Yearbook 2022: Max Planck Innovation – the technology transfer organization of the Max Planck Society

50 years Max Planck Innovation: Stefan Hell, Martin Stratmann, Jörn Erselius und Mario Brandeburg (starting left). © David Ausserhofer

Max Planck Innovation (MI) evaluates an average of 135 inventions per year, of which just over 60% lead to a patent application. Since 1979, more than 4,860 inventions have been accompanied and around 2,935 exploitation agreements concluded. Since the early 1990s, 181 spin-off companies have emerged from the Max Planck Society (MPG), the vast majority of which have been actively supported by Max Planck Innovation. Since then, almost 9,300 jobs have been created in these spin-offs. Since 1979, a total turnover from licenses and the sale of participations of around 550 million euros has been achieved.

In 2022, 132 inventions were disclosed to Max Planck Innovation, 90 patents applied for and 81 contracts concluded, including over 50 exploitation contracts. The proceeds from the exploitation of licenses and sale of participations are expected to be around EUR 16 million. The final figures for the 2022 financial year will not be available until mid-2023 due to the subsequent settlement of various licensees.

2022 was a particularly successful year in terms of spin-offs. A total of ten MPG companies were spun off, all of which were supported by Max Planck Innovation in different phases of founding the company. In 2022, the MPG made a new open capital investment in five spin-offs. It should be particularly emphasized that the portfolio companies (i.e. spin-offs with open MPG participation or revenue sharing) raised a record investment sum of around EUR 225 million in 2022. Two of these portfolio companies were fully or majority sold to established companies in 2022. The proceeds of the MPG from the company sales and distributions totaled almost 3 million euros.

Initiative for more spin-offs

With the MPG Entrepreneurship Initiative "MAXpreneurs" and the incubation program MAX!mize, the spin-off potential in the MPG is to be exploited to a greater extent in the future. Among other things, the start-up culture is to be strengthened at the Max Planck Institutes, in particular through MPG formats for raising awareness and career planning on the part of the Planck Academy. In addition, measures taken by the scouts based at the Max Planck Foundation are aimed in particular at the additional identification and advice of new start-up projects. In this way, they complement the activities of Max Planck Innovation to identify new start-up projects and to prepare them for a successful company start through individual coaching and a new incubation program.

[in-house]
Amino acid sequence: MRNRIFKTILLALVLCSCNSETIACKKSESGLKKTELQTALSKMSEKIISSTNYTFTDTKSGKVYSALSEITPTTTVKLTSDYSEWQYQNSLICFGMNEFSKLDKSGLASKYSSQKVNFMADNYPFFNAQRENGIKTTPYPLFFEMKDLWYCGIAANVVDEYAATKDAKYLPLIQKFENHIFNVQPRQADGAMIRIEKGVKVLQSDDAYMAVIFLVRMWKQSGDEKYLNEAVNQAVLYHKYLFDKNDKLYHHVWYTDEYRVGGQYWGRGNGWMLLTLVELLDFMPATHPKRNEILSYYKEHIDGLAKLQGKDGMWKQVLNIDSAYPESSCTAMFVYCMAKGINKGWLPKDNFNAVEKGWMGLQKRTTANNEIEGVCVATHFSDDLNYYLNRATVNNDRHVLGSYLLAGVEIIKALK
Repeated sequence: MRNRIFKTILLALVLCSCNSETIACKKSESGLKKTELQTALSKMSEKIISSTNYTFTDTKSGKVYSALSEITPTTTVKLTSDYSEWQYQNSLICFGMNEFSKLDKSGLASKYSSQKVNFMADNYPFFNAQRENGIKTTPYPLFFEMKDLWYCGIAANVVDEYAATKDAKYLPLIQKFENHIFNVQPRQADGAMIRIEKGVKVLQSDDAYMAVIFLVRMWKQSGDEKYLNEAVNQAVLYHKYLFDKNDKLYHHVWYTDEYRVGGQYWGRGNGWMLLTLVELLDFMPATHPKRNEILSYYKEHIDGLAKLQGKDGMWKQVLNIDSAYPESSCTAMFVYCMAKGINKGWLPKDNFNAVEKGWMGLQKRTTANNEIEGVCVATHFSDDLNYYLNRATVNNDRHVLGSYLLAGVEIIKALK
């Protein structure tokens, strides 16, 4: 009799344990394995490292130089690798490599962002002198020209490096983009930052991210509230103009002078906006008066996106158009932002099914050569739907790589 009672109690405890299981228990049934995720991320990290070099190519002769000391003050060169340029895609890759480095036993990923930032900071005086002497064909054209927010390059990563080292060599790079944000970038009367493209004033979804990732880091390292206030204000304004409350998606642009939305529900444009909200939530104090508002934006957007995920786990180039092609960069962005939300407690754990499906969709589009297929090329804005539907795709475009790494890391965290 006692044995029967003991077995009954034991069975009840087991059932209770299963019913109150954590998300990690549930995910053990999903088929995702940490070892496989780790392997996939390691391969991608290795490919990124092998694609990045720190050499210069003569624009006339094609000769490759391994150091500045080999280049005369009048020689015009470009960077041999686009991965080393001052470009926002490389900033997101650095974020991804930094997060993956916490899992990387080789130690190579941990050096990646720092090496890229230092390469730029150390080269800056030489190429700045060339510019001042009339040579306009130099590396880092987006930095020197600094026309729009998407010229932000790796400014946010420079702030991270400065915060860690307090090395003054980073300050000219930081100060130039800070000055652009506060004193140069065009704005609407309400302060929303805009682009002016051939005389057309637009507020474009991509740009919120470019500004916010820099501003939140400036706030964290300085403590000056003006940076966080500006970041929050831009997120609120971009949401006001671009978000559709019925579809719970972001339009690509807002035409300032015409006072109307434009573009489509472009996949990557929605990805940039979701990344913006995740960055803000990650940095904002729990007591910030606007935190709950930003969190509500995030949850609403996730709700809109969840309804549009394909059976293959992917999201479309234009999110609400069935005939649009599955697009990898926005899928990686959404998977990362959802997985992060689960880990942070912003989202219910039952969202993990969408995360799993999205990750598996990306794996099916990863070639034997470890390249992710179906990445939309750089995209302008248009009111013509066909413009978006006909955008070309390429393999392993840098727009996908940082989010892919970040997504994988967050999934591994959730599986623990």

The new incubation program called MAX!mize represents the core of the MAXpreneurs initiative. MAX!mize is a structured start-up incubation program that offers coaching, webinars and networking opportunities for those interested in founding a company. The program is intended to offer the start-up teams structure, freedom and financial support for targeted preparation of the corresponding start-up projects in the areas of team, market and product, as well as content and entrepreneurial support that is optimally adapted to the respective needs. MAX!mize aims to successfully develop as many start-up projects as possible with the best possible support to start-up maturity.

The teams selected after an online application will then be invited to the MAX!mize boot camp. In this three-day event, the start-up ideas are subjected to an initial stress test. After that, the successful teams validate their founding idea in an initial exploration phase of up to 6 months with workshops on market and customer analysis or entrepreneurial strategy development. The second phase of the program runs for a period of 18 to 30 months and focuses on concrete preparations for founding the start-up. The teams benefit from targeted know-how support and needs-based funding. The program is supplemented by numerous networking opportunities with successful entrepreneurs and experts from the start-up scene.